By Mark Sosin
Many of us overlook the obvious. Our focus tends to lock on to the task of choosing the right bait or lure rather than positioning the boat as quietly and effectively as possible so an offering can be put in front of the fish without spooking them. In many situations, how you handle the boat plays a major role in whether you will catch fish or send them diving for cover.
The most basic rule starts with an understanding of where the fish are going to be. Ease the boat into a position where you can get a bait in front of the fish or reach the area with an artificial. Fish are going to face into the flow of water or swim on an angle across the flow. They expect the moving water to carry their food to them. That means you have to put the boat where your offering approaches the fish naturally.
If you are fishing shallow flats, know that the fish will move up the flat with incoming water and start dropping back as the tide turns. Recognize that during periods of the new and full moon, they will go higher on the flat because the water is deeper. If you can see sharks cruising on a flat, use them as the perfect reference point. They are in the area where the fish will be and that’s where you want to start fishing.
Careless boat handling can eliminate good fishing in a hurry. The primary example occurs with schools of breaking fish. Frequently, wheeling and diving birds signal the event and can be seen from a distance. Boats race for the scene at full throttle, and not many skippers exhibit enough sense to slow down before they reach the school.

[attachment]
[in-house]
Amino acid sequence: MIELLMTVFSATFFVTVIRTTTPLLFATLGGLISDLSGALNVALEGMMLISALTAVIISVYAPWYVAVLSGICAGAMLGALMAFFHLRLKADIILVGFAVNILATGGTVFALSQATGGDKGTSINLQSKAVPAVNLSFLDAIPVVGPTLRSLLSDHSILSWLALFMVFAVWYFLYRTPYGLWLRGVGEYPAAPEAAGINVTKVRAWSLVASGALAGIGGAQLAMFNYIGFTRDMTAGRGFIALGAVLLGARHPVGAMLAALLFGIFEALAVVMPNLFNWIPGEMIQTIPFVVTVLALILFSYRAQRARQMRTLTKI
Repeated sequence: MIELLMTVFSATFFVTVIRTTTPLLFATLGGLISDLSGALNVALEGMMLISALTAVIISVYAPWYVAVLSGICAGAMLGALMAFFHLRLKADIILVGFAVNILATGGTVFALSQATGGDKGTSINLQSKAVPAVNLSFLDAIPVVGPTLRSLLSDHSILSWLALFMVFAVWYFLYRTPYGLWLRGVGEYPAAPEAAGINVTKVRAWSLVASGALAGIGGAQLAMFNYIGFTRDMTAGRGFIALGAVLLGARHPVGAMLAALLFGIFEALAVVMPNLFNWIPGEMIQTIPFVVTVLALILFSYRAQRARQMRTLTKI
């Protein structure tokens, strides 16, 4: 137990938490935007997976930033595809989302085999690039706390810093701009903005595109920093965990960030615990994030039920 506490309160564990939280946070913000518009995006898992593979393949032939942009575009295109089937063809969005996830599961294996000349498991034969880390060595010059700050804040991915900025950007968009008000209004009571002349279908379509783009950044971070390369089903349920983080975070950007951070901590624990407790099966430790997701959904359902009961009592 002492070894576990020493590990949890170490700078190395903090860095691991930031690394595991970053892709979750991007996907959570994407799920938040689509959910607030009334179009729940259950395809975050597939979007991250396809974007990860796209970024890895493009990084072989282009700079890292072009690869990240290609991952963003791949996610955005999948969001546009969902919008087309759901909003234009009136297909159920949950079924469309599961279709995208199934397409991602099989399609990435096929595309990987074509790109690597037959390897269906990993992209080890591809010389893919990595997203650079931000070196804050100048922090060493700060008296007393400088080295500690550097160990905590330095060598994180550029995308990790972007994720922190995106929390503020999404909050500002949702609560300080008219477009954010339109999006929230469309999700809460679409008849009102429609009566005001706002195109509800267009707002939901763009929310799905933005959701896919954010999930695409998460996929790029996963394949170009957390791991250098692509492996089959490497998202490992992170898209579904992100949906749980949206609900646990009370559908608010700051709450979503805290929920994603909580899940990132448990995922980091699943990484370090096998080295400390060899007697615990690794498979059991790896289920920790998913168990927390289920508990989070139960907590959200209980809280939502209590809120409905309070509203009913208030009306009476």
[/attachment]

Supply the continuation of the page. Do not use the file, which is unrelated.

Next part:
A better approach is to hang on the outside fringes of the school and position the boat so that you can present baits or lures to the forward end of the school. Usually, a fish in a school will not chase an offering if it is retrieved counter to the direction of the school. Instead, you want your presentation to land in the school and move forward out of the school at a 45-degree angle.
If you are bottom fishing or bouncing a jig, it is usually better to drift rather than anchor in one spot. The key lies in having the boat drift from shallow to deep so that you have a better chance of landing a fish if the bottom has obstructions. Keep in mind that feeding fish are usually on the front side of a reef, wreck or other obstacle.
It is equally important to be aware of engine noise, the splashing of a wake, and sounds in the boat that transmit through the hull. Whenever possible, approach the area you want to fish at relatively slow speed. If you can avoid it, don’t run the boat over where you want to fish. When you’re drifting and want to get back up current, make a wide sweep instead of running back over the area you just fished. And, if you are trolling, work from shallow to deep or deep to shallow at a 45-degree angle until you find which direction produces fish.
Every move you make with your boat should be carefully calculated. Handle the boat professionally, and you will catch more fish.